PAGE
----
I watch no fewer than eight romantic comedies a month. The formula — a slightly outlandish meet-cute, some heady “will-they-or-won’t-they” moments, and conflict that never lasts for more than 20 minutes — makes my brain feel smooth, and I consume them as both workday background noise and an anxiety cure. The genre equivalent of The Comfy hoodie, the predictability of rom-coms is both cringeworthy and comforting.
Someone Great, the forgotten child of Netflix’s late 2010s bid to revitalize the romantic comedy, slots into the genre perfectly, despite working overtime to subvert the trope of slapdash romances. Namely, the love story happens in reverse. When music journalist Jenny (Gina Rodriguez) gets her dream job at the mythological San Francisco bureau of Rolling Stone, her boyfriend of nine years, Nate (Lakeith Stanfield), dumps her, leaving Jenny to enlist best friends Blair (Brittany Snow) and Erin (DeWanda Wise) on a quest for closure and concert tickets. Jenny and Nate’s relationship unwinds in neon-tinted flashbacks of passionate sex and arguments about ambition, bifurcating the film into a buddy comedy and a searing exploration of what it looks like to outgrow your partner without meaning to.
The latter plotline is what makes Someone Great the perfect late (or early, depending on who you ask) pandemic watch. If I had to guess, we’re all emerging from these last 17 months a little worse for wear. Co-quarantining killed relationships we thought would last forever, and the routine of work-sleep-repeat has us leaving careers we thought we’d have forever. In other words, life probably still feels shitty and uncertain to most people, and it’s reassuring to watch someone fictional come to terms with that as imperfectly as the rest of us.
The day after her relationship ends, Jenny melodramatically dives into singledom, binge-drinking and self-medicating with Molly (a.k.a. ecstasy) procured from RuPaul as she searches for tickets to a music festival. Jenny is endearing in her mood swings, with Rodriguez coming across light and airy when she shirks off her feelings and arresting while deep in them.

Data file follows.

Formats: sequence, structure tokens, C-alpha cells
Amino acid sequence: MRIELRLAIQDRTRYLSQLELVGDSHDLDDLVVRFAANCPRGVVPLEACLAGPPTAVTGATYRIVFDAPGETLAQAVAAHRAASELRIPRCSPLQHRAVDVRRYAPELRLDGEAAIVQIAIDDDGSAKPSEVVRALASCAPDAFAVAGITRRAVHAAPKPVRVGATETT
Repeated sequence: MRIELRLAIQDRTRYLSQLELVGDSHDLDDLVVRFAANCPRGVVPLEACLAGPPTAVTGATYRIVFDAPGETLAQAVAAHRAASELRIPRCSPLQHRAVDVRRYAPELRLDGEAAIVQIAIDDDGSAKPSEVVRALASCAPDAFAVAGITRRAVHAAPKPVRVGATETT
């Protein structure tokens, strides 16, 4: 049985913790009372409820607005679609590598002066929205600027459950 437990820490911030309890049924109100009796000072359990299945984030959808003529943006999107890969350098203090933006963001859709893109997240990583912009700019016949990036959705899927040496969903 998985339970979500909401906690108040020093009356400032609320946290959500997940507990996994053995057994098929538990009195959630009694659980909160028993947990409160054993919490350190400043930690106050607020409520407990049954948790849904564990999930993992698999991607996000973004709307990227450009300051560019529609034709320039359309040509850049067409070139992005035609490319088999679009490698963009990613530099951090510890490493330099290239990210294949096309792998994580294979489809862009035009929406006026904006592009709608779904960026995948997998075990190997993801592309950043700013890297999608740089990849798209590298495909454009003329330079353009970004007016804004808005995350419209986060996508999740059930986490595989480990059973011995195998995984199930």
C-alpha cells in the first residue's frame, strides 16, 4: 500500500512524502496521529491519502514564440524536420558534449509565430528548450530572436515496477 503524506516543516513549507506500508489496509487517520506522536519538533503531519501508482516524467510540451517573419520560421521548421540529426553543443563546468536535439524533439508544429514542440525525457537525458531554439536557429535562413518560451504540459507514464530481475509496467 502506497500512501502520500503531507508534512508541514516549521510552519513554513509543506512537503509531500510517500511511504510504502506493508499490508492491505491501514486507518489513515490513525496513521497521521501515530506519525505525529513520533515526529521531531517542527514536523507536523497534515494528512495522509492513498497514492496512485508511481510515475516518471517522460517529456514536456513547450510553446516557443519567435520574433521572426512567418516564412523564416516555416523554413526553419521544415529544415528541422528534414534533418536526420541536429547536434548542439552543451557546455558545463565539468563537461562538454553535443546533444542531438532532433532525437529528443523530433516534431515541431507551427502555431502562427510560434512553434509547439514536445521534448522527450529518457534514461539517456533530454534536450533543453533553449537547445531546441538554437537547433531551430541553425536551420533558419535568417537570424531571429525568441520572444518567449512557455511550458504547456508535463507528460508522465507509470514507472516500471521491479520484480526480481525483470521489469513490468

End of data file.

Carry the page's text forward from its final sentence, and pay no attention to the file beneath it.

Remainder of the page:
This messiness is what makes Someone Great so appealing. No one is looking for the perfect guy or a second chance or any of those other improbable rom-com asks. All Jenny wants is a few hours to get fucked up and forget about things, and that’s something even a rom-com skeptic can get behind.
Someone Great is really a film about trepidation and how it manifests differently in all of us. For Jenny, it comes out in grand displays of emotion, crying in the corner of a bodega to Selena’s “Dreaming of You.” For Erin, it’s in procrastination and denial as she avoids committing to the boutique owner she’s sleeping with, in a final bid to delay adulthood. As for Blair, she deals with her anxieties through lopsided confrontation by cheating on her doting boyfriend with a lanky creative-director type.
The takeaway from their coping mechanisms? Sudden change doesn’t require a sudden solution, even if it takes the film’s protagonists a mere 24 hours to reach that realization. It’s a refreshing lesson, especially as we’re inundated with tales of hot girl summers and clubbing itineraries and primers on how to combat your fear of going out. We don’t need to be okay with this new, awkward pace of life yet — and yes, I’m painfully aware of the irony of a film that celebrates hedonism teaching me that.
Someone Great is best watched casually, perhaps with a pile of laundry at your feet or while you complete some other mundane house chore. Like Set It Up and the rest of the Netflix rom-com set, it’s compulsively watchable, with a plot that gets better the less you think about it. Jenny, Blair, and Erin’s chemistry is breezy, and the film is at its best when it relies on their friendship for cheap laughs. Case in point: The clothing montage — a staple of early aughts rom-coms — feels like a natural extension of a night out as the trio takes shots and swaps outfits while rapping along to “The Jump Off” by Lil’ Kim.
The film’s soundtrack is both a welcome plot device and a crutch, with the song selections occasionally feeling a little too on the nose, like when Jenny scrolls through nearly a decade’s worth of texts and photos while Lorde’s “Supercut” plays. Writer-director Jennifer Kaytin Robinson started off as a music blogger for Pigeons and Planes, and much of the film’s identity comes from Spotify playlists containing well over 500 songs, with most of the score coming together during production. That symbiosis is best showcased in Someone Great’s final flashback, where Jenny and Nate have sex after a particularly incendiary argument. Mitski’s “Your Best American Girl” plays in the background, like some sort of warning bell as Jenny realizes the best parts of her relationship are over and that their differences aren’t something you can argue through.
Make no mistake: Someone Great isn’t earth-shattering cinema. It’s not even the best rom-com to come out of the past couple of years. But it is a soothing, easy film to return to when pandemic life feels a little too daunting.
Someone Great is streaming on Netflix.
For more recommendations from the world of culture, check out the One Good Thing archives.